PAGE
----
Yuki Kihara’s work engages with various social, political, and cultural issues. Her interdisciplinary approach challenges dominant and singular historical narratives through visual arts, dance, and curatorial practice, engaging with Pacific colonial history and representation as they intersect with race, gender, spirituality, and sexual politics.
In the Netherlands, she continues her fellowship, which began in 2017, by researching our rich collections to explore issues of cross-cultural exchanges and representations, including cultural identities in the contemporary and Dutch constructions of the Pacific. Her research has culminated in the production of new work entitled ‘Going Native’ (2018/2022), commissioned by the National Museum of World Cultures presented at the Museum Volkenkunde (National Museum of Ethnology) in November 2022 as part of this project, which is co-funded by the Creative Europe Program of the European Union.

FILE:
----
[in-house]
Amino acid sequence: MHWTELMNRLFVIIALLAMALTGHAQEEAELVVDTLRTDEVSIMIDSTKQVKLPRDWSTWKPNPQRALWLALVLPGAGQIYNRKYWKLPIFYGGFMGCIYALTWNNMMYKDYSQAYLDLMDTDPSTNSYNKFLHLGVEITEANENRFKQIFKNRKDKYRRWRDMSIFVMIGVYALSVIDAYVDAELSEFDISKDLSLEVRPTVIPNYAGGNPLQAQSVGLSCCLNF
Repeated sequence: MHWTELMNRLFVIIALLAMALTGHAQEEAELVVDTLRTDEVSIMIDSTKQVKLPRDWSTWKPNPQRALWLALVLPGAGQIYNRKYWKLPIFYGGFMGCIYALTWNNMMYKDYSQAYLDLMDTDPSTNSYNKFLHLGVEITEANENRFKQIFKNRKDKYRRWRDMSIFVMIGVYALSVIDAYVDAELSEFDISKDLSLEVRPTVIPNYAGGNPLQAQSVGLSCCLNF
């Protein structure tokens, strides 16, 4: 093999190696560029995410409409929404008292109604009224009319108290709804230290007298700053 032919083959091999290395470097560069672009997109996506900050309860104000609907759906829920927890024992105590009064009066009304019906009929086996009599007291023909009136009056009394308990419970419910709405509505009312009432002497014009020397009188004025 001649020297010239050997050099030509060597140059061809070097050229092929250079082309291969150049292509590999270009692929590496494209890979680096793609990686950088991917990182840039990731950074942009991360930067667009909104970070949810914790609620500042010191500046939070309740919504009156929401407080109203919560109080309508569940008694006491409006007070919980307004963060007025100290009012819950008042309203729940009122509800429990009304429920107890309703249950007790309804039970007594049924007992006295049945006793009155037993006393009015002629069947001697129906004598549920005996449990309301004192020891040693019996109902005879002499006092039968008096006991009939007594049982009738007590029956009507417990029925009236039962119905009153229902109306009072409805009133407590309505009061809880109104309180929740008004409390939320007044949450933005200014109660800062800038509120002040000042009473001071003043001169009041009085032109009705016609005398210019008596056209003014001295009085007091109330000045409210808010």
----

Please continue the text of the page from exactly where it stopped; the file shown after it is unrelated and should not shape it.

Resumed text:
A native of Sāmoa, Yuki Kihara is an Interdisciplinary artist of Sāmoan and Japanese heritage. In 2008, the Metropolitan Museum of Art, New York, presented a solo exhibition of Kihara’s work entitled Living Photographs featuring highlights of her interdisciplinary art practice, followed by an acquisition of her works by the museum for their permanent collection. Kihara’s work can also be found in the collections, including the Los Angeles County Museum of Art; British Museum; National Museum of World Cultures, The Netherlands; Kaohsiung Museum of Fine Arts, Taiwan, and Te Papa Tongarewa Museum of New Zealand to name a few. Kihara’s works have been presented at the Asia Pacific Triennial (2002 & 2015), Auckland Triennial (2009), Sakahàn Quinquennial (2013), Daegu Photo Biennial (2014), Honolulu Biennial (2017), Bangkok Art Biennial (2018), Aichi Triennale (2022) and Venice Biennale (New Zealand Pavilion, 2022). She lives and works in Sāmoa, where she has been based over the past 11 years.